🎨 He tried NFTs and made over $738K in 32 minutes.
From 2015 to 2021, the highest money Rackam had ever made from the sale of a piece of his own art was $11,000, which he received for a painting and sculpture that was sold in 2015. However, this swiftly changed as Rackam began generating digital art in the form of NFTs, also known as non-fungible tokens.
The Covid-19 outbreak had a devastating impact on artists such as Cam Rackam. The 42-year-old designer from Huntington Beach, California, watched his whole profit-making operation suffer as a result of the crisis: art shows were canceled, sales stalled, and commissions were no longer available. As a result, Rackam made the transition to the world of digital art.
Reports state that Rackam became interested in NFT art after witnessing the success of prominent NFT collections, such as the Bored Ape Yacht Club and Beeple's $69 million NFT project. He believes it would be a fascinating yet profitable field for him to explore as well.
According to Rackam, "I realized that if you had access to all of your clients on the blockchain at the same time, you could start doing some very amazing things with it." "I started to get some weird thoughts," said the young artist.
Rackam's foray into the world of digital art began when he reached out to a prominent meme page on Instagram, @wallstmemes, and asked if they would be interested in collaborating on an NFT collection. They accepted, and Rackam proceeded to construct hundreds of variants of a cartoon bull with a Wall Street motif.
Rackam created the artwork, and the meme page boosted sales by spreading the word on internet platforms such as Discord. As a result, the pair sold out their entire collection of 10,000 NFTs in 32 minutes on October 27, 2021, only two days after launching.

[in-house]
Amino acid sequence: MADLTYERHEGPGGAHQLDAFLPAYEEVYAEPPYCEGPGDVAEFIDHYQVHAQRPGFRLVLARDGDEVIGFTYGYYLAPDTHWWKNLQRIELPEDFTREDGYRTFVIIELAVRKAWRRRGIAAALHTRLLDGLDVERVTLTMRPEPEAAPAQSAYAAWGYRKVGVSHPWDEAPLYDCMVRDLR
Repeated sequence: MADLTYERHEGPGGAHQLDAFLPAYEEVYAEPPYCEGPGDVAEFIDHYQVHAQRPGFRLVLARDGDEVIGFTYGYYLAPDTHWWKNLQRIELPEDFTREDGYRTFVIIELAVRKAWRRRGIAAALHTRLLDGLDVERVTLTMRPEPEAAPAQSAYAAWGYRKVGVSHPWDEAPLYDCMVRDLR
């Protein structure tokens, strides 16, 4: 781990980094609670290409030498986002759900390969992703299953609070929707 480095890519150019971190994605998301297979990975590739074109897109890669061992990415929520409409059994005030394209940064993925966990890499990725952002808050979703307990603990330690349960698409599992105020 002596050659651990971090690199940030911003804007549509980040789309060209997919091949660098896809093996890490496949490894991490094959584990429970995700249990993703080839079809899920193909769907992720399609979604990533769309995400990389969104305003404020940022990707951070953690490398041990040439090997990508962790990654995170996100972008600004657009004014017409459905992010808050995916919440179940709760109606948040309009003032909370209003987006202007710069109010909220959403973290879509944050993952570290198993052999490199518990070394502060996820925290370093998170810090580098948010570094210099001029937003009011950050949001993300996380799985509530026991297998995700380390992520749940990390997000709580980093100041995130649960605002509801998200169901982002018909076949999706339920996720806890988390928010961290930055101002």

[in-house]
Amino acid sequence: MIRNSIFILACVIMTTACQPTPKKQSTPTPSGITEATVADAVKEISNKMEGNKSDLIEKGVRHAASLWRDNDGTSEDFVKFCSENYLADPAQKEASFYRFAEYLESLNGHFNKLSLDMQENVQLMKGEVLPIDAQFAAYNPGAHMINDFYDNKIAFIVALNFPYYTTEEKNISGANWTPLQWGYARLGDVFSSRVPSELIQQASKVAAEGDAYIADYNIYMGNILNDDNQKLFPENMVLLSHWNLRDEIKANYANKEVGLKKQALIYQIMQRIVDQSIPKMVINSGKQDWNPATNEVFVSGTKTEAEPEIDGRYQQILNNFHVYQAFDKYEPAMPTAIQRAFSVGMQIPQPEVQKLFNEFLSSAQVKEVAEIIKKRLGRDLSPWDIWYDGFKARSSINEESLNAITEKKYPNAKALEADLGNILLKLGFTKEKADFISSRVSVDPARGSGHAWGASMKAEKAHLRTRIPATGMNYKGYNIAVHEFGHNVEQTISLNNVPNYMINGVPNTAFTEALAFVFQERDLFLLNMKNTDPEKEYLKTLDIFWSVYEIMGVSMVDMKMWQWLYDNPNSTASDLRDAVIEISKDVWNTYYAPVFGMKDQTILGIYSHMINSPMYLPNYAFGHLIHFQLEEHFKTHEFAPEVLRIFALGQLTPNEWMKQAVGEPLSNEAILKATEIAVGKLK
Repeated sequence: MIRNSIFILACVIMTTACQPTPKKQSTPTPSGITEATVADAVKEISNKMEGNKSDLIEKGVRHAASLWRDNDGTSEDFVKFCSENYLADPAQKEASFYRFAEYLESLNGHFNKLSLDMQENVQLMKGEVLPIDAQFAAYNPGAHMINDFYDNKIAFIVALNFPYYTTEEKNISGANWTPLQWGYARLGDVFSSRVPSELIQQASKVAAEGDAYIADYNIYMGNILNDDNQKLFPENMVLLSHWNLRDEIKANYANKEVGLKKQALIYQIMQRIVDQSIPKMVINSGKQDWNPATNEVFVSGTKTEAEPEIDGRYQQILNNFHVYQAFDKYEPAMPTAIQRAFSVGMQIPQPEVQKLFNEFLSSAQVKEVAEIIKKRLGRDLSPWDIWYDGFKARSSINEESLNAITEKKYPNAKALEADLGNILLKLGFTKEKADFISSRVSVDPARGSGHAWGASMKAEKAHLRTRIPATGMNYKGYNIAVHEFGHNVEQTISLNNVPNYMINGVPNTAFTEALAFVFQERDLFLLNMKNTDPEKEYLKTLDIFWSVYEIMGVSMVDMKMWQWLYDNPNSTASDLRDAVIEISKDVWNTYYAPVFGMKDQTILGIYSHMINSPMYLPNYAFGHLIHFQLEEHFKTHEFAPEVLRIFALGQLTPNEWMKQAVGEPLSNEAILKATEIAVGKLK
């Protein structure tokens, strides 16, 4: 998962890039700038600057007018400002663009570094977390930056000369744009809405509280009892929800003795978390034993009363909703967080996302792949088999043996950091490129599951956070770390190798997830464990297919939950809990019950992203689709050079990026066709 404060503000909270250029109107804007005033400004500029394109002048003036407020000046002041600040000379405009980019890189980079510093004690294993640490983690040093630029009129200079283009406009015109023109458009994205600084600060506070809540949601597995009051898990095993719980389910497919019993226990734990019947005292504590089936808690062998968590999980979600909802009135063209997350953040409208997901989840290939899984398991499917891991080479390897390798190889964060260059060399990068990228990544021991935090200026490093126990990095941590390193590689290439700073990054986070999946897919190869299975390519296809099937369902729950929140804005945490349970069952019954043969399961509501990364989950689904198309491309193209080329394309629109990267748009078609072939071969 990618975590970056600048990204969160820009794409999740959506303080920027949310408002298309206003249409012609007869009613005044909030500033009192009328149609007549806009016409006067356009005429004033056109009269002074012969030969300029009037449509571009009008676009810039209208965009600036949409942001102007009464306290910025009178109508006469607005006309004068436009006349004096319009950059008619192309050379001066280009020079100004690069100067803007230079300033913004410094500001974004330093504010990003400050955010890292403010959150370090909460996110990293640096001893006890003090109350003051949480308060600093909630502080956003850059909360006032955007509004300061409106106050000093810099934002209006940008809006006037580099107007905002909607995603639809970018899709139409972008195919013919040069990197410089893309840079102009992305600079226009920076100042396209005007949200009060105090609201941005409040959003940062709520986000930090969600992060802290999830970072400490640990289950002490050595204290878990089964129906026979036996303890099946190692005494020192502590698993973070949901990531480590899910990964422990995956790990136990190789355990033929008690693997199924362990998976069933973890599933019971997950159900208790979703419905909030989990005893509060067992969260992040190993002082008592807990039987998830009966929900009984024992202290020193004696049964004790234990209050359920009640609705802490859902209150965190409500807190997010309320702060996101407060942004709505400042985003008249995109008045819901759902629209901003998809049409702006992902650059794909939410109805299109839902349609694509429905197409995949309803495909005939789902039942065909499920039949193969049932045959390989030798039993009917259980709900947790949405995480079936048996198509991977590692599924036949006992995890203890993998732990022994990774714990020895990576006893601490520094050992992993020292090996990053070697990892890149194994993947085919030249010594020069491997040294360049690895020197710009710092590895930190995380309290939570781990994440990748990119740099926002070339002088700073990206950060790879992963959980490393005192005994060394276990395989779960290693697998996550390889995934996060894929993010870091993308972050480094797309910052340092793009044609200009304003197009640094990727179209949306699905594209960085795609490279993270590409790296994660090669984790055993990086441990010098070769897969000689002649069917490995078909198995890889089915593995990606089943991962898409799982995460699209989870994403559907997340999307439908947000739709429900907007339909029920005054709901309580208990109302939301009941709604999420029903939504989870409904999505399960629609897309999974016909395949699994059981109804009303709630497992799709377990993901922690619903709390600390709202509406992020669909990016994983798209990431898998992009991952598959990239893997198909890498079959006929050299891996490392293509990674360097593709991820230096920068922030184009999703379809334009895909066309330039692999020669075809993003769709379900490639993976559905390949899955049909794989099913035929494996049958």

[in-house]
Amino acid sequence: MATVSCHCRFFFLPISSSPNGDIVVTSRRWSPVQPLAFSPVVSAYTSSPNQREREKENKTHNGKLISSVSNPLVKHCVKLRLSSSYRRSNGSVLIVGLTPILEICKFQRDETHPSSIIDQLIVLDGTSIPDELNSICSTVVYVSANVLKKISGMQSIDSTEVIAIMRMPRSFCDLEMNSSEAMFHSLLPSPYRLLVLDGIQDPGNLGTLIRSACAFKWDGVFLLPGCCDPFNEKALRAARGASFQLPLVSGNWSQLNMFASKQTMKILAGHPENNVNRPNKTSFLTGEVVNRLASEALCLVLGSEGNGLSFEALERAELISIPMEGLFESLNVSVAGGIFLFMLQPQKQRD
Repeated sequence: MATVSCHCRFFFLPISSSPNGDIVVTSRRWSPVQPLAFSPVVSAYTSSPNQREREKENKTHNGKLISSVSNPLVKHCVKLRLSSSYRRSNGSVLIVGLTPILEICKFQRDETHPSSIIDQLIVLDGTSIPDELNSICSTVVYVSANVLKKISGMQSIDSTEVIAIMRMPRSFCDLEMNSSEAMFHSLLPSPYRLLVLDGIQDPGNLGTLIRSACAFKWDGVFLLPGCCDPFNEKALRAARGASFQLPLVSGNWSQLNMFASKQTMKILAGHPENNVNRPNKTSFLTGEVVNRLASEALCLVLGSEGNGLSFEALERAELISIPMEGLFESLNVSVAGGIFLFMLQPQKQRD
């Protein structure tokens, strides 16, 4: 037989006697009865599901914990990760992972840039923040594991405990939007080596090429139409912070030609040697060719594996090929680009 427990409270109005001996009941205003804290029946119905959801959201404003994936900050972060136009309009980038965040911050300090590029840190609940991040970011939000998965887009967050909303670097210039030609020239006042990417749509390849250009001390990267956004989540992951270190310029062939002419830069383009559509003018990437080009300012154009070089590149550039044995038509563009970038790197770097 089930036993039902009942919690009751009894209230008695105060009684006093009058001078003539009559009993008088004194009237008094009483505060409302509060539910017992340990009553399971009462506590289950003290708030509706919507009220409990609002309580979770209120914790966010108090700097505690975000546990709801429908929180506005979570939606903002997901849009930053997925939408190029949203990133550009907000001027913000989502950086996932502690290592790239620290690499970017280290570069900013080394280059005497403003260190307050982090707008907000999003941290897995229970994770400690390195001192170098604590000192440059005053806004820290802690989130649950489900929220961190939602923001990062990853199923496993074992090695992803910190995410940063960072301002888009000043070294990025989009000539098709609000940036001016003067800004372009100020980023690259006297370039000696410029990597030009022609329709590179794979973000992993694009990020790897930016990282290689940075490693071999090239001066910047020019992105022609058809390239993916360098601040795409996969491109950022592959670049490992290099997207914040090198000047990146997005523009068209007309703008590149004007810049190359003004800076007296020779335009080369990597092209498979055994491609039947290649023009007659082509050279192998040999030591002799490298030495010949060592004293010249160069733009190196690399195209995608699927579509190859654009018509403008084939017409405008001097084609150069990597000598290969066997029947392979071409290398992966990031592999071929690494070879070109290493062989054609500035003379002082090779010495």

"Approximately 2,250 of them were gone in the first five minutes," Rackam said. "But then I realized that we were more than halfway through by the eighth or ninth minute. "I started thinking, 'Oh my goodness, we're going to have to sell this thing out like crazy.'" he continued.
As of Friday morning, the collection was valued 660 Ethereum, which was equal to $2.6 million at the time it was sold (although the value of the collection is now more likely to be closer to $1.7 million). Despite this, Rackam received a $738,593.97 pay on that day.
At Rackam's Huntington Beach house, he claims he celebrated by drinking champagne and blasting music over the speakers.
"I was a little spooked out and started yelling." The only thing I was doing was phoning folks and yelling into the phone," Rackam recalled. "I went into the home and lighted a cigar while opening a bottle of champagne."
While the surrounding residents may have assumed it was some sort of riot, "it was simply one artist making the move to another medium," said the Rackam.
Rackam is far from the only artist who has found fortune through the sale of NFTs. Critics worried about the disruption of the conventional art world have expressed alarm about the sales of digital assets, which reached $17.6 billion by the end of 2021, ruffling some feathers.
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